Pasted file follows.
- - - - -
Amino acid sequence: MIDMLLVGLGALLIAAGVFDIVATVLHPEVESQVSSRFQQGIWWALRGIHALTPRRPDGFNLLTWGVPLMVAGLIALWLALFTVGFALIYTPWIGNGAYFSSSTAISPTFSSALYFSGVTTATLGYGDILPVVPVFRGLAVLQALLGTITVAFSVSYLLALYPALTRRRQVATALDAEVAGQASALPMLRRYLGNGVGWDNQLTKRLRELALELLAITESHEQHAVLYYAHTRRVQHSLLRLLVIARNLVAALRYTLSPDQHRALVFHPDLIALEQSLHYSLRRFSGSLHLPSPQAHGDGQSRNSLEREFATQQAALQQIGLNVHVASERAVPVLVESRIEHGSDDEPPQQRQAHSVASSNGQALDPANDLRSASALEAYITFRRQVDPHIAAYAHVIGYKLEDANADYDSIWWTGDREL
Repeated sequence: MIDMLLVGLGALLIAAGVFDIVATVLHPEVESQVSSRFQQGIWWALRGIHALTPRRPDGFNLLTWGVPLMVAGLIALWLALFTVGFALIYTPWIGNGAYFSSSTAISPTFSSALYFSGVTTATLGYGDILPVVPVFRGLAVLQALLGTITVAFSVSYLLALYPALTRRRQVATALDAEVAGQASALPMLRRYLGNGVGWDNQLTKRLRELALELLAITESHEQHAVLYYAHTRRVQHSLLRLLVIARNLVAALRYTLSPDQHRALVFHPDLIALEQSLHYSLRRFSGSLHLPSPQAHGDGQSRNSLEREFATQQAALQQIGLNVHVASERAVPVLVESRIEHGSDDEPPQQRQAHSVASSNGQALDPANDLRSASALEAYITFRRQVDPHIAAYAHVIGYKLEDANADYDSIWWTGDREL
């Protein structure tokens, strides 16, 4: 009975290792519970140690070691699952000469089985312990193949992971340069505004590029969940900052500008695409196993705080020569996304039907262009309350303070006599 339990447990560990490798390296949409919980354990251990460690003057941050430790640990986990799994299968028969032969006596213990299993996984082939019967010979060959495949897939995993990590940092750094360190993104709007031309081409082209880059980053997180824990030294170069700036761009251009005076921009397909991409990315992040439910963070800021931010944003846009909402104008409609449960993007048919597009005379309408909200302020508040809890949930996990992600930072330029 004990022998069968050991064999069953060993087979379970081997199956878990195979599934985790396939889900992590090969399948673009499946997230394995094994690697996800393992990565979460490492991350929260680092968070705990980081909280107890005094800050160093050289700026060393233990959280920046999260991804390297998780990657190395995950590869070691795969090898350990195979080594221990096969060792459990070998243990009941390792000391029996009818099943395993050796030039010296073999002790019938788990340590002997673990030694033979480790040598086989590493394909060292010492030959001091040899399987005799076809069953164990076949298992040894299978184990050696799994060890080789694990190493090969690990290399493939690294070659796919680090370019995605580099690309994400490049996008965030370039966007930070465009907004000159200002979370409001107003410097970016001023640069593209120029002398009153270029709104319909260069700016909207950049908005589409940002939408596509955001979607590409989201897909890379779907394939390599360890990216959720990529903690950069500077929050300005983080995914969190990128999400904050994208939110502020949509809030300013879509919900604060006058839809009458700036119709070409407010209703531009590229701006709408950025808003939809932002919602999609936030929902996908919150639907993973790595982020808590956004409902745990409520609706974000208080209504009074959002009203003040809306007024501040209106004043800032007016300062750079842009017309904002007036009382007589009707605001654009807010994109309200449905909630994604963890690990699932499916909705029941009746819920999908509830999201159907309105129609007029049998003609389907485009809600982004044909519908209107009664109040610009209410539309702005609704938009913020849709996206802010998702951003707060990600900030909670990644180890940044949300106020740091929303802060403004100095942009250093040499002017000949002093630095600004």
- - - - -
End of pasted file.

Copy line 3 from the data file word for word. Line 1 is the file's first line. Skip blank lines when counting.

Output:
């Protein structure tokens, strides 16, 4: 009975290792519970140690070691699952000469089985312990193949992971340069505004590029969940900052500008695409196993705080020569996304039907262009309350303070006599 339990447990560990490798390296949409919980354990251990460690003057941050430790640990986990799994299968028969032969006596213990299993996984082939019967010979060959495949897939995993990590940092750094360190993104709007031309081409082209880059980053997180824990030294170069700036761009251009005076921009397909991409990315992040439910963070800021931010944003846009909402104008409609449960993007048919597009005379309408909200302020508040809890949930996990992600930072330029 004990022998069968050991064999069953060993087979379970081997199956878990195979599934985790396939889900992590090969399948673009499946997230394995094994690697996800393992990565979460490492991350929260680092968070705990980081909280107890005094800050160093050289700026060393233990959280920046999260991804390297998780990657190395995950590869070691795969090898350990195979080594221990096969060792459990070998243990009941390792000391029996009818099943395993050796030039010296073999002790019938788990340590002997673990030694033979480790040598086989590493394909060292010492030959001091040899399987005799076809069953164990076949298992040894299978184990050696799994060890080789694990190493090969690990290399493939690294070659796919680090370019995605580099690309994400490049996008965030370039966007930070465009907004000159200002979370409001107003410097970016001023640069593209120029002398009153270029709104319909260069700016909207950049908005589409940002939408596509955001979607590409989201897909890379779907394939390599360890990216959720990529903690950069500077929050300005983080995914969190990128999400904050994208939110502020949509809030300013879509919900604060006058839809009458700036119709070409407010209703531009590229701006709408950025808003939809932002919602999609936030929902996908919150639907993973790595982020808590956004409902745990409520609706974000208080209504009074959002009203003040809306007024501040209106004043800032007016300062750079842009017309904002007036009382007589009707605001654009807010994109309200449905909630994604963890690990699932499916909705029941009746819920999908509830999201159907309105129609007029049998003609389907485009809600982004044909519908209107009664109040610009209410539309702005609704938009913020849709996206802010998702951003707060990600900030909670990644180890940044949300106020740091929303802060403004100095942009250093040499002017000949002093630095600004």